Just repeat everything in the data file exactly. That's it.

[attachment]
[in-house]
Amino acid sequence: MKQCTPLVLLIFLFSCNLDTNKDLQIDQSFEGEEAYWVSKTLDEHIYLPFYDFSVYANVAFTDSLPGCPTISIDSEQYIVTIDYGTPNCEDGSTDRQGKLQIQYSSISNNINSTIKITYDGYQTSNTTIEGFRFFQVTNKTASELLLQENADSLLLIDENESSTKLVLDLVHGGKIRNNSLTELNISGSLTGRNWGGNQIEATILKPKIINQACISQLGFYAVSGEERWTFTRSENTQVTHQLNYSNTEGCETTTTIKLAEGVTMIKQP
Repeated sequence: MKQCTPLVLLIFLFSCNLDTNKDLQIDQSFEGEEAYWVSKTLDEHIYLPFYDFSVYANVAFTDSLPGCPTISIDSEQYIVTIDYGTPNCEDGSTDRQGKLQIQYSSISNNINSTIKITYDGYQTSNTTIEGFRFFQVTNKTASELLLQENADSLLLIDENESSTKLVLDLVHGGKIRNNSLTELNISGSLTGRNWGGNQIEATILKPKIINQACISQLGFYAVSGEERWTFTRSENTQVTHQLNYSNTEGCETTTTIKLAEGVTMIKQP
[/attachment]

[in-house]
Amino acid sequence: MKQCTPLVLLIFLFSCNLDTNKDLQIDQSFEGEEAYWVSKTLDEHIYLPFYDFSVYANVAFTDSLPGCPTISIDSEQYIVTIDYGTPNCEDGSTDRQGKLQIQYSSISNNINSTIKITYDGYQTSNTTIEGFRFFQVTNKTASELLLQENADSLLLIDENESSTKLVLDLVHGGKIRNNSLTELNISGSLTGRNWGGNQIEATILKPKIINQACISQLGFYAVSGEERWTFTRSENTQVTHQLNYSNTEGCETTTTIKLAEGVTMIKQP
Repeated sequence: MKQCTPLVLLIFLFSCNLDTNKDLQIDQSFEGEEAYWVSKTLDEHIYLPFYDFSVYANVAFTDSLPGCPTISIDSEQYIVTIDYGTPNCEDGSTDRQGKLQIQYSSISNNINSTIKITYDGYQTSNTTIEGFRFFQVTNKTASELLLQENADSLLLIDENESSTKLVLDLVHGGKIRNNSLTELNISGSLTGRNWGGNQIEATILKPKIINQACISQLGFYAVSGEERWTFTRSENTQVTHQLNYSNTEGCETTTTIKLAEGVTMIKQP